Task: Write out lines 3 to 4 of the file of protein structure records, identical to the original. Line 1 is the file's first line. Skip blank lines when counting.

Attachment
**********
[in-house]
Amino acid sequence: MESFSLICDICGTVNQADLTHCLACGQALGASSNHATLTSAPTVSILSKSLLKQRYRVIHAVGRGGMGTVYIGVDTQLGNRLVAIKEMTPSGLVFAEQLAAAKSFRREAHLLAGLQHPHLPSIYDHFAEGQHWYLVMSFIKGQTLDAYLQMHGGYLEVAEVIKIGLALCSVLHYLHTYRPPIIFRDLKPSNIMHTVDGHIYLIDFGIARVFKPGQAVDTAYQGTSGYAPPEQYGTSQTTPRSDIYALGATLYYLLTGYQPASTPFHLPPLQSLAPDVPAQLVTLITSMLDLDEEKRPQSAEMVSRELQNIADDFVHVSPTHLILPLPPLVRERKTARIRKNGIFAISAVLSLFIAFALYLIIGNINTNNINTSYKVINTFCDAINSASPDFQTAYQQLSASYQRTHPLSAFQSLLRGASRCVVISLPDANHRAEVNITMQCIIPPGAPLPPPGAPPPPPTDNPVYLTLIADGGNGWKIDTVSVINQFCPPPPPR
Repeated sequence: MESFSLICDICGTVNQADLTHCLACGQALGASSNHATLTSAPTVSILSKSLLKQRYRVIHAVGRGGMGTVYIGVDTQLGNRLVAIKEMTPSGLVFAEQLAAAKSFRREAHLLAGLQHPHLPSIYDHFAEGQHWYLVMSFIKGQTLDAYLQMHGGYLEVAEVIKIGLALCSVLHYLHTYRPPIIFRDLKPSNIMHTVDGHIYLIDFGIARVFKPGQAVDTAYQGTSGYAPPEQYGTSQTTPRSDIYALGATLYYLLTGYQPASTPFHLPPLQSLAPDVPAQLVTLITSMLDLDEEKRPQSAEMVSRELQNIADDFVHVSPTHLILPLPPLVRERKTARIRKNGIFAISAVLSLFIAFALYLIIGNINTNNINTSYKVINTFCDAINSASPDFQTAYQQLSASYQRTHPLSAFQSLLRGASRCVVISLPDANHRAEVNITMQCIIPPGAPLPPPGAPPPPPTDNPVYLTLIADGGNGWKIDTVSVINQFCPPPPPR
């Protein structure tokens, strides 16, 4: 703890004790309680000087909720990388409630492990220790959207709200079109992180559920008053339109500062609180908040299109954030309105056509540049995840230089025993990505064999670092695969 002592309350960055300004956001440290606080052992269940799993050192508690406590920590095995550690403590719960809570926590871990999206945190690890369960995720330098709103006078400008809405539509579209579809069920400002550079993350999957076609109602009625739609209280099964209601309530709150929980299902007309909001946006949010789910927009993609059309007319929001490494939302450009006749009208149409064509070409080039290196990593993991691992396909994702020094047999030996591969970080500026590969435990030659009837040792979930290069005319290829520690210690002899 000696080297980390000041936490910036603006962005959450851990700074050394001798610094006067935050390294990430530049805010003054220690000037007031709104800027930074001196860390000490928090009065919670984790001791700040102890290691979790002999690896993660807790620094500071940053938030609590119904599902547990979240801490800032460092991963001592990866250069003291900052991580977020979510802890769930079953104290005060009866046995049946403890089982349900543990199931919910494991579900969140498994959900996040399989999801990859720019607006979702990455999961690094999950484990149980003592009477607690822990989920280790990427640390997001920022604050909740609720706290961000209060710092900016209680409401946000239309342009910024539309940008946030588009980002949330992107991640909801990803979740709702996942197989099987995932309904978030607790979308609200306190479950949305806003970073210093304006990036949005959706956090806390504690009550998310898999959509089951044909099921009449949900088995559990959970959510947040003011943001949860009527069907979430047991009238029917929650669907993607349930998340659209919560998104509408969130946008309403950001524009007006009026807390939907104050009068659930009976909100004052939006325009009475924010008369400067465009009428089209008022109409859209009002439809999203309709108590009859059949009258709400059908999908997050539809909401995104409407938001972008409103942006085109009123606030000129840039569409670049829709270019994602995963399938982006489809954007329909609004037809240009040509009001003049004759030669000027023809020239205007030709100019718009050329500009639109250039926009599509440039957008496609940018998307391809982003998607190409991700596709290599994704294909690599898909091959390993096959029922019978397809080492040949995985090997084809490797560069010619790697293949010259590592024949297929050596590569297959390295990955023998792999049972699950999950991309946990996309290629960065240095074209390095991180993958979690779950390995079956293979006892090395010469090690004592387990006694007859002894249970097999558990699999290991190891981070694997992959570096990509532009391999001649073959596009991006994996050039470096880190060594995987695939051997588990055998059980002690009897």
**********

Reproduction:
Repeated sequence: MESFSLICDICGTVNQADLTHCLACGQALGASSNHATLTSAPTVSILSKSLLKQRYRVIHAVGRGGMGTVYIGVDTQLGNRLVAIKEMTPSGLVFAEQLAAAKSFRREAHLLAGLQHPHLPSIYDHFAEGQHWYLVMSFIKGQTLDAYLQMHGGYLEVAEVIKIGLALCSVLHYLHTYRPPIIFRDLKPSNIMHTVDGHIYLIDFGIARVFKPGQAVDTAYQGTSGYAPPEQYGTSQTTPRSDIYALGATLYYLLTGYQPASTPFHLPPLQSLAPDVPAQLVTLITSMLDLDEEKRPQSAEMVSRELQNIADDFVHVSPTHLILPLPPLVRERKTARIRKNGIFAISAVLSLFIAFALYLIIGNINTNNINTSYKVINTFCDAINSASPDFQTAYQQLSASYQRTHPLSAFQSLLRGASRCVVISLPDANHRAEVNITMQCIIPPGAPLPPPGAPPPPPTDNPVYLTLIADGGNGWKIDTVSVINQFCPPPPPR
């Protein structure tokens, strides 16, 4: 703890004790309680000087909720990388409630492990220790959207709200079109992180559920008053339109500062609180908040299109954030309105056509540049995840230089025993990505064999670092695969 002592309350960055300004956001440290606080052992269940799993050192508690406590920590095995550690403590719960809570926590871990999206945190690890369960995720330098709103006078400008809405539509579209579809069920400002550079993350999957076609109602009625739609209280099964209601309530709150929980299902007309909001946006949010789910927009993609059309007319929001490494939302450009006749009208149409064509070409080039290196990593993991691992396909994702020094047999030996591969970080500026590969435990030659009837040792979930290069005319290829520690210690002899 000696080297980390000041936490910036603006962005959450851990700074050394001798610094006067935050390294990430530049805010003054220690000037007031709104800027930074001196860390000490928090009065919670984790001791700040102890290691979790002999690896993660807790620094500071940053938030609590119904599902547990979240801490800032460092991963001592990866250069003291900052991580977020979510802890769930079953104290005060009866046995049946403890089982349900543990199931919910494991579900969140498994959900996040399989999801990859720019607006979702990455999961690094999950484990149980003592009477607690822990989920280790990427640390997001920022604050909740609720706290961000209060710092900016209680409401946000239309342009910024539309940008946030588009980002949330992107991640909801990803979740709702996942197989099987995932309904978030607790979308609200306190479950949305806003970073210093304006990036949005959706956090806390504690009550998310898999959509089951044909099921009449949900088995559990959970959510947040003011943001949860009527069907979430047991009238029917929650669907993607349930998340659209919560998104509408969130946008309403950001524009007006009026807390939907104050009068659930009976909100004052939006325009009475924010008369400067465009009428089209008022109409859209009002439809999203309709108590009859059949009258709400059908999908997050539809909401995104409407938001972008409103942006085109009123606030000129840039569409670049829709270019994602995963399938982006489809954007329909609004037809240009040509009001003049004759030669000027023809020239205007030709100019718009050329500009639109250039926009599509440039957008496609940018998307391809982003998607190409991700596709290599994704294909690599898909091959390993096959029922019978397809080492040949995985090997084809490797560069010619790697293949010259590592024949297929050596590569297959390295990955023998792999049972699950999950991309946990996309290629960065240095074209390095991180993958979690779950390995079956293979006892090395010469090690004592387990006694007859002894249970097999558990699999290991190891981070694997992959570096990509532009391999001649073959596009991006994996050039470096880190060594995987695939051997588990055998059980002690009897």